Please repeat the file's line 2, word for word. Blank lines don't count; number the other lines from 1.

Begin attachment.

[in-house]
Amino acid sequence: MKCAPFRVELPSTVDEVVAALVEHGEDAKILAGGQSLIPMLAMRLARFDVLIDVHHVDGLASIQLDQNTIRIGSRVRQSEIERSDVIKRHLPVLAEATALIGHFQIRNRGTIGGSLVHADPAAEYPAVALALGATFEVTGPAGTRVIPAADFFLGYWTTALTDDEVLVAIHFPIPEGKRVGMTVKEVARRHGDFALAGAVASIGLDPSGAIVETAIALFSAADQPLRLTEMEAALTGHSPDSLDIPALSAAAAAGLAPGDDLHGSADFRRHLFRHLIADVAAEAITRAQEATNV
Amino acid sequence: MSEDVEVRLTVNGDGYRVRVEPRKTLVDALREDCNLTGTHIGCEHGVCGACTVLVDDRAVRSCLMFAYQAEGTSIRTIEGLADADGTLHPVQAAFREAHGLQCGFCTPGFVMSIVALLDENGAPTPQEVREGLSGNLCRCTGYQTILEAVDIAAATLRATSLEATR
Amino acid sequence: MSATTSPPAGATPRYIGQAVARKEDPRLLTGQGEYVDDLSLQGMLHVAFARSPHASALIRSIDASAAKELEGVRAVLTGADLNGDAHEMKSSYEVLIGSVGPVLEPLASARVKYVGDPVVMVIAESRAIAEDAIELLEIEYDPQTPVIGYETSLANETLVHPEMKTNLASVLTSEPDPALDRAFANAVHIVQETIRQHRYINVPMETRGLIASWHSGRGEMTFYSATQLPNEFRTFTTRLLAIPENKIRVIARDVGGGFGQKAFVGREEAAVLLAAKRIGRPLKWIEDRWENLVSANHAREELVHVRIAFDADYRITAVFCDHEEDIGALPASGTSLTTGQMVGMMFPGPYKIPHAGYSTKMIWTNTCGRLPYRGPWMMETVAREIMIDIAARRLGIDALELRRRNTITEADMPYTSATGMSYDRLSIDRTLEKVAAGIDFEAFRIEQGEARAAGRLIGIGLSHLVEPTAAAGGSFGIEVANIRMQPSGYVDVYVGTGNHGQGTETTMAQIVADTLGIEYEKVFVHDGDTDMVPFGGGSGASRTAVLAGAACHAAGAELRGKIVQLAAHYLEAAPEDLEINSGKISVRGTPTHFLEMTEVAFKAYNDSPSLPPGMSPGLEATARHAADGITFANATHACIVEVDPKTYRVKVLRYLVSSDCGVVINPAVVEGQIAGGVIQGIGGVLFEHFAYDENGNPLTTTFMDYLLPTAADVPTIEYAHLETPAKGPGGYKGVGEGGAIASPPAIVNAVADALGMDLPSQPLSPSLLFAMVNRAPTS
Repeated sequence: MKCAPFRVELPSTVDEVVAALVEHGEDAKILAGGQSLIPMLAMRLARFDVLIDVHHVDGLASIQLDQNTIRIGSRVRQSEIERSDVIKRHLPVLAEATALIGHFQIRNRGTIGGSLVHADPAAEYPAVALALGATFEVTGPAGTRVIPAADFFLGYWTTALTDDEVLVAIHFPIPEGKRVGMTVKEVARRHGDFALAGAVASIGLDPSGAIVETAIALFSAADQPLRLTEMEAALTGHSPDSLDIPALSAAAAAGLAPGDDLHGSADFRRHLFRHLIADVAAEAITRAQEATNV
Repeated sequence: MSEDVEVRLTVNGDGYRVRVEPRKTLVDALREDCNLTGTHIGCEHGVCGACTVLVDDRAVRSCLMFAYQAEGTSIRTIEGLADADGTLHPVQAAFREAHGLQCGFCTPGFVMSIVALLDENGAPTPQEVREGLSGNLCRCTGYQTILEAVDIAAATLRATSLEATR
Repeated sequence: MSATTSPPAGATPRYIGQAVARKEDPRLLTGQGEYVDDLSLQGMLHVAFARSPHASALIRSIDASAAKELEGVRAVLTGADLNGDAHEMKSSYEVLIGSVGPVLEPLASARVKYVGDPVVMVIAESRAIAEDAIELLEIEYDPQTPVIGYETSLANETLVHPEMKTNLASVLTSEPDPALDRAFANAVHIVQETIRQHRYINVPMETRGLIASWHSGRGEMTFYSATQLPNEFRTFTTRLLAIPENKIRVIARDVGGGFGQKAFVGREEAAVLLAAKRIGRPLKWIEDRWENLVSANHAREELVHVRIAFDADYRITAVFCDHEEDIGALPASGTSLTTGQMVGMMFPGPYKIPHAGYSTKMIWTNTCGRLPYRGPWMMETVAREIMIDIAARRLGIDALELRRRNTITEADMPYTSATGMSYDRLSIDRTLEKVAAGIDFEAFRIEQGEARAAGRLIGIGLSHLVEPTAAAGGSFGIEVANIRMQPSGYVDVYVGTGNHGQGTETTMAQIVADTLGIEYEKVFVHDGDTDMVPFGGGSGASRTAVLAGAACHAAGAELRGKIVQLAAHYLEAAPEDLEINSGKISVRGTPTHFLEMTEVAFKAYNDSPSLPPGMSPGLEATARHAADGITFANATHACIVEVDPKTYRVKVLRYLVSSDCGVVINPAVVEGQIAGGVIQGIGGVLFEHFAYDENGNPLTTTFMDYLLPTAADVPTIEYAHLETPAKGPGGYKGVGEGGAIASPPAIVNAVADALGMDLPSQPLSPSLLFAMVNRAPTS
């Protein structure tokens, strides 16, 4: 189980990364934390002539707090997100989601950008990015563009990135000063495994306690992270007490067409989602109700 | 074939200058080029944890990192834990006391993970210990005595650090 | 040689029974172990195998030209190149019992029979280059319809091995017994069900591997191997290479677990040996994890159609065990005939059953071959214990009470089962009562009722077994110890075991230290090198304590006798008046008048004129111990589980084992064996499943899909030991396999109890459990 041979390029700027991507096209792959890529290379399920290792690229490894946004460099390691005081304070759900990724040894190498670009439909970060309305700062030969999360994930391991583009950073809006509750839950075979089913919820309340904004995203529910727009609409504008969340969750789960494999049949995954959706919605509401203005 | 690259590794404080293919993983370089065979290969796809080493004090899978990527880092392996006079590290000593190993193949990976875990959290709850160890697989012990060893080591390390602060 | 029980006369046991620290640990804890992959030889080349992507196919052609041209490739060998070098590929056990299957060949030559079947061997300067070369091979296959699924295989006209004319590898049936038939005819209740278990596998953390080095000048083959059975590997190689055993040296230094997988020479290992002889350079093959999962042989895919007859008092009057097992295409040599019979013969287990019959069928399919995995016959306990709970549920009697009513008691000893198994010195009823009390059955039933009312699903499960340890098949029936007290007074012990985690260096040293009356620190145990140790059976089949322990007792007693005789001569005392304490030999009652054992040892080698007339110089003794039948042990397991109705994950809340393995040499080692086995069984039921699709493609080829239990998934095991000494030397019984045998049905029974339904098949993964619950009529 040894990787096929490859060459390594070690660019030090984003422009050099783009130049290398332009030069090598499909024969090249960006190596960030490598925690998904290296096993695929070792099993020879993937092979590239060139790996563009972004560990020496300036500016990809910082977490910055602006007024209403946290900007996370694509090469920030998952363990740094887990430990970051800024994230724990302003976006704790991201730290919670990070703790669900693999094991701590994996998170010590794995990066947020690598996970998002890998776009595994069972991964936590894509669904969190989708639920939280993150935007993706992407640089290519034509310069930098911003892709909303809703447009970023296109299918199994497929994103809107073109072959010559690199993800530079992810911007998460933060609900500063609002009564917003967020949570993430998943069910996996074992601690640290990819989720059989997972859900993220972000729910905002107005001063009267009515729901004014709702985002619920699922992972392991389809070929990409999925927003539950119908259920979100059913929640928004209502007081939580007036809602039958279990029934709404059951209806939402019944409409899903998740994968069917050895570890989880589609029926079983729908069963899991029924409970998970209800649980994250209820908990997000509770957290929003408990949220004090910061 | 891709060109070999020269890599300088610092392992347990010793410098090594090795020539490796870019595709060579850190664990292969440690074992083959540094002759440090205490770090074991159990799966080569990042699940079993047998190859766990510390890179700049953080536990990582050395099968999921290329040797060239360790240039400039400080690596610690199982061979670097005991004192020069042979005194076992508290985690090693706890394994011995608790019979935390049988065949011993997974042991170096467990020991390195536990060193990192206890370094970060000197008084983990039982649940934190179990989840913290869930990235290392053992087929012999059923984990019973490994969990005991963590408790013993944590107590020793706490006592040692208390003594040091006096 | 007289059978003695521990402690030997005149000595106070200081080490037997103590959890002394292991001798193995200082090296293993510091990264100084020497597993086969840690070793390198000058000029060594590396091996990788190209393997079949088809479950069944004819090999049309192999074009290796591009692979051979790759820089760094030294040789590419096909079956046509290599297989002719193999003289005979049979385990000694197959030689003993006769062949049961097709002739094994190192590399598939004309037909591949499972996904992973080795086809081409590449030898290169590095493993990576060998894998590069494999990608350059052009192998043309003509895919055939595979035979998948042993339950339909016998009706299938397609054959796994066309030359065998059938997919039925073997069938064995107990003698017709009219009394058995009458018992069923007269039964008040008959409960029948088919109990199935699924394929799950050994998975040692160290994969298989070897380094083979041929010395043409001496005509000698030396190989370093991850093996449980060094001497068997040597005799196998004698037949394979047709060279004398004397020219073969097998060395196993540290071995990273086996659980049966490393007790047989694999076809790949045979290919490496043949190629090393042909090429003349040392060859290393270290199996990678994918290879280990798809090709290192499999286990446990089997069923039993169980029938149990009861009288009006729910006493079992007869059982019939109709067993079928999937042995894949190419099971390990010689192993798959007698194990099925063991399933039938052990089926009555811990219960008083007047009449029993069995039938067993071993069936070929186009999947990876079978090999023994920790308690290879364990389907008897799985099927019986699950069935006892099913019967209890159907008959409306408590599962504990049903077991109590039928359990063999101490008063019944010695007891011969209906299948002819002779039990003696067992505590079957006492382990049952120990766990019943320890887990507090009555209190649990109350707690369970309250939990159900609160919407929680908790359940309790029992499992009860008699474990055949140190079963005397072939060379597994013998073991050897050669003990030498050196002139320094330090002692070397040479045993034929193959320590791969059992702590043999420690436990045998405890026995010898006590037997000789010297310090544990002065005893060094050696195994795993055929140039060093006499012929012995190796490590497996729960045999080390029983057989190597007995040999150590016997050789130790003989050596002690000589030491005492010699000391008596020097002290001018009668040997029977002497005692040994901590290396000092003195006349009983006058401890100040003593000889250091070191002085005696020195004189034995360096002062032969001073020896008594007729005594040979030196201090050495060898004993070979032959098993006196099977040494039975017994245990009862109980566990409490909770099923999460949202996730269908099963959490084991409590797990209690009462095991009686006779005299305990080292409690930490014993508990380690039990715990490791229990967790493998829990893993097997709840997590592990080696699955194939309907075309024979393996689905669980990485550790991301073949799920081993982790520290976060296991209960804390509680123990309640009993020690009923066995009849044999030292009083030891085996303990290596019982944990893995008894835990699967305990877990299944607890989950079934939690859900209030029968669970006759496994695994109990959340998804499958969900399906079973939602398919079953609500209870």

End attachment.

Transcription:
Amino acid sequence: MKCAPFRVELPSTVDEVVAALVEHGEDAKILAGGQSLIPMLAMRLARFDVLIDVHHVDGLASIQLDQNTIRIGSRVRQSEIERSDVIKRHLPVLAEATALIGHFQIRNRGTIGGSLVHADPAAEYPAVALALGATFEVTGPAGTRVIPAADFFLGYWTTALTDDEVLVAIHFPIPEGKRVGMTVKEVARRHGDFALAGAVASIGLDPSGAIVETAIALFSAADQPLRLTEMEAALTGHSPDSLDIPALSAAAAAGLAPGDDLHGSADFRRHLFRHLIADVAAEAITRAQEATNV